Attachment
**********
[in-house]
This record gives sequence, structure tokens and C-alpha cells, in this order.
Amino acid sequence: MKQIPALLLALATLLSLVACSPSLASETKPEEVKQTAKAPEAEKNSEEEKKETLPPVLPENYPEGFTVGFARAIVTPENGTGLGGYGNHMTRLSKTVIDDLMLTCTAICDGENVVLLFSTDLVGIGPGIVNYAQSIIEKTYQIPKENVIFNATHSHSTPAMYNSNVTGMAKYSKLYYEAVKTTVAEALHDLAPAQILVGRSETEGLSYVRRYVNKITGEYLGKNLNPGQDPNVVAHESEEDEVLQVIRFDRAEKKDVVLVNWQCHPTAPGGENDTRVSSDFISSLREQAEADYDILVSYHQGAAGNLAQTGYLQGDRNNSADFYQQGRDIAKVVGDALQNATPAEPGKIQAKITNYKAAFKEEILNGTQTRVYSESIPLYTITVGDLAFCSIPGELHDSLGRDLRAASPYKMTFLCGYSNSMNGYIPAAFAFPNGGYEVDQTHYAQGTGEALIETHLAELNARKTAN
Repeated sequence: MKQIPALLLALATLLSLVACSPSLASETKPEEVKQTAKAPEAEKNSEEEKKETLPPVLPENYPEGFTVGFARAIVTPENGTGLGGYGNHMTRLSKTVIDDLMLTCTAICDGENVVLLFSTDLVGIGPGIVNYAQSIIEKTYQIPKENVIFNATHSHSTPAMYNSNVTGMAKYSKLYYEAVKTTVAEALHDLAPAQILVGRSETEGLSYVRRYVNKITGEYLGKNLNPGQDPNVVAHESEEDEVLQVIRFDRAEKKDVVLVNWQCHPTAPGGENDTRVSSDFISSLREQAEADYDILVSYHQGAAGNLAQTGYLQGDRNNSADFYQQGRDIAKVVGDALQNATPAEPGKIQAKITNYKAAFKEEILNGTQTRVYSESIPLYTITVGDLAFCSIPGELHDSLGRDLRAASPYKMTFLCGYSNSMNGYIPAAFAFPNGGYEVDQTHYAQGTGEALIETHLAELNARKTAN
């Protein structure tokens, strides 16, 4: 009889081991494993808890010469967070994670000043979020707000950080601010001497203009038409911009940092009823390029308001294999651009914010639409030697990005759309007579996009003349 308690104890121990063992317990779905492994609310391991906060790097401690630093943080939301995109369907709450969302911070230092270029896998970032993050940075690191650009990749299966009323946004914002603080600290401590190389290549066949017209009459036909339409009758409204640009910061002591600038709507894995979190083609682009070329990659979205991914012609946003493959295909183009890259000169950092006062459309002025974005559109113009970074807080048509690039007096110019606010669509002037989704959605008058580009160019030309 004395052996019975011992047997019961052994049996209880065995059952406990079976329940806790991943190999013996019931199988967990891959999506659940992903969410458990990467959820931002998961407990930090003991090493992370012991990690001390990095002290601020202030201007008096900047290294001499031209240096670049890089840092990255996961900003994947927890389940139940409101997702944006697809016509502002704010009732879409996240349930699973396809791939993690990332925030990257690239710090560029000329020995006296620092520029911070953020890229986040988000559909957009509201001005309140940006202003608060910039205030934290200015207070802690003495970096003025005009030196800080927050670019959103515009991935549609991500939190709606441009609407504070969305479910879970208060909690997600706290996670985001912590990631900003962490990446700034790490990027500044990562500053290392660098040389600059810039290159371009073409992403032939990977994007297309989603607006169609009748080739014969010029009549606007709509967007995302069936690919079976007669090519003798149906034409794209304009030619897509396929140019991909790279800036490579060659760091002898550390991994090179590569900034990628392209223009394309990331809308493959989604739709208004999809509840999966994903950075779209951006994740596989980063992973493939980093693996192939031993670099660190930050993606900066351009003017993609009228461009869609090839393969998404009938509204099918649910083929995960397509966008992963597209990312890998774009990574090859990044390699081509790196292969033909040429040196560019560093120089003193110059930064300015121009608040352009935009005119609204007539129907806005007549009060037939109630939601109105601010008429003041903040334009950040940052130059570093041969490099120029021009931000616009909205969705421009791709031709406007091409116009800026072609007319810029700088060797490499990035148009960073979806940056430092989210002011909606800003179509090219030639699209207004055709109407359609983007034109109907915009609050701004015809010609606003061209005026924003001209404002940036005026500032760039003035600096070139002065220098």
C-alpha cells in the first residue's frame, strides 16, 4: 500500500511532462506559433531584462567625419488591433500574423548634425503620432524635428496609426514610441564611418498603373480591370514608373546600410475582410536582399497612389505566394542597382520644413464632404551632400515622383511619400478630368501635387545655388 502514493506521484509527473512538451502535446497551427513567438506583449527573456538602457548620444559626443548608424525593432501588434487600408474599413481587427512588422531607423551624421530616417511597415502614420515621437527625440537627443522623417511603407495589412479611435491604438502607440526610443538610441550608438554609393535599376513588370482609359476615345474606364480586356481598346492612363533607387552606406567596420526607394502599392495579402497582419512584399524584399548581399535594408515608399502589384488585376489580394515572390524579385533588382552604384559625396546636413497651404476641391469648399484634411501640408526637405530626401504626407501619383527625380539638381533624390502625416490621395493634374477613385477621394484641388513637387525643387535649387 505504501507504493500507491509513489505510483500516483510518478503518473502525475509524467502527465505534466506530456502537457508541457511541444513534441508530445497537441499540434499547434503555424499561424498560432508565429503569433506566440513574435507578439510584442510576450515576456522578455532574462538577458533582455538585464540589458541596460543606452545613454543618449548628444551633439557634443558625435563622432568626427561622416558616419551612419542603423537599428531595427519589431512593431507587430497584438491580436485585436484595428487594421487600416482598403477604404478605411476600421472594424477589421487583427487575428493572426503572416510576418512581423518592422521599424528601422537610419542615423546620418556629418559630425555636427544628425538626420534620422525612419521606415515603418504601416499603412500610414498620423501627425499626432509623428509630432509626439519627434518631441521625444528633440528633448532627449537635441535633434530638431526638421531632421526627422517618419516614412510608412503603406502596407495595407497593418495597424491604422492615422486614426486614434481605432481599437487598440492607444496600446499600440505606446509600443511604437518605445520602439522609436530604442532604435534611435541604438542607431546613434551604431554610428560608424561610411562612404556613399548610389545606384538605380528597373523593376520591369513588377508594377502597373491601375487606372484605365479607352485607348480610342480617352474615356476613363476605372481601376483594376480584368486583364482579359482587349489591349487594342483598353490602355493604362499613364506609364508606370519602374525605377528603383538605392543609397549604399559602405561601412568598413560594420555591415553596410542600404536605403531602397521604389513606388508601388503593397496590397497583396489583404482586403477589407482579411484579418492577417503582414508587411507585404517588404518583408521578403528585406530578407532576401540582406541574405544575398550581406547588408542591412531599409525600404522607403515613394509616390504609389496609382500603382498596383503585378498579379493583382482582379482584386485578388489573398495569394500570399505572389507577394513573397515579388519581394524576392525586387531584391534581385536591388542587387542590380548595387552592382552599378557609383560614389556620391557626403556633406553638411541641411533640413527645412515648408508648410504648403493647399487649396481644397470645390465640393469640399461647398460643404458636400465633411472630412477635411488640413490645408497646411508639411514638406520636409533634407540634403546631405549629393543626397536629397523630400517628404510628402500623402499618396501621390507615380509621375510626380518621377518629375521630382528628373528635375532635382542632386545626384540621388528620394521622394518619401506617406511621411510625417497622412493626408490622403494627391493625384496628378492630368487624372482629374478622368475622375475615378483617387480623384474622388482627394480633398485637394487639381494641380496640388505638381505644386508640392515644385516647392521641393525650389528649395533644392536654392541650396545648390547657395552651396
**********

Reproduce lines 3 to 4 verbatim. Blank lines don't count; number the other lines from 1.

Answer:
Amino acid sequence: MKQIPALLLALATLLSLVACSPSLASETKPEEVKQTAKAPEAEKNSEEEKKETLPPVLPENYPEGFTVGFARAIVTPENGTGLGGYGNHMTRLSKTVIDDLMLTCTAICDGENVVLLFSTDLVGIGPGIVNYAQSIIEKTYQIPKENVIFNATHSHSTPAMYNSNVTGMAKYSKLYYEAVKTTVAEALHDLAPAQILVGRSETEGLSYVRRYVNKITGEYLGKNLNPGQDPNVVAHESEEDEVLQVIRFDRAEKKDVVLVNWQCHPTAPGGENDTRVSSDFISSLREQAEADYDILVSYHQGAAGNLAQTGYLQGDRNNSADFYQQGRDIAKVVGDALQNATPAEPGKIQAKITNYKAAFKEEILNGTQTRVYSESIPLYTITVGDLAFCSIPGELHDSLGRDLRAASPYKMTFLCGYSNSMNGYIPAAFAFPNGGYEVDQTHYAQGTGEALIETHLAELNARKTAN
Repeated sequence: MKQIPALLLALATLLSLVACSPSLASETKPEEVKQTAKAPEAEKNSEEEKKETLPPVLPENYPEGFTVGFARAIVTPENGTGLGGYGNHMTRLSKTVIDDLMLTCTAICDGENVVLLFSTDLVGIGPGIVNYAQSIIEKTYQIPKENVIFNATHSHSTPAMYNSNVTGMAKYSKLYYEAVKTTVAEALHDLAPAQILVGRSETEGLSYVRRYVNKITGEYLGKNLNPGQDPNVVAHESEEDEVLQVIRFDRAEKKDVVLVNWQCHPTAPGGENDTRVSSDFISSLREQAEADYDILVSYHQGAAGNLAQTGYLQGDRNNSADFYQQGRDIAKVVGDALQNATPAEPGKIQAKITNYKAAFKEEILNGTQTRVYSESIPLYTITVGDLAFCSIPGELHDSLGRDLRAASPYKMTFLCGYSNSMNGYIPAAFAFPNGGYEVDQTHYAQGTGEALIETHLAELNARKTAN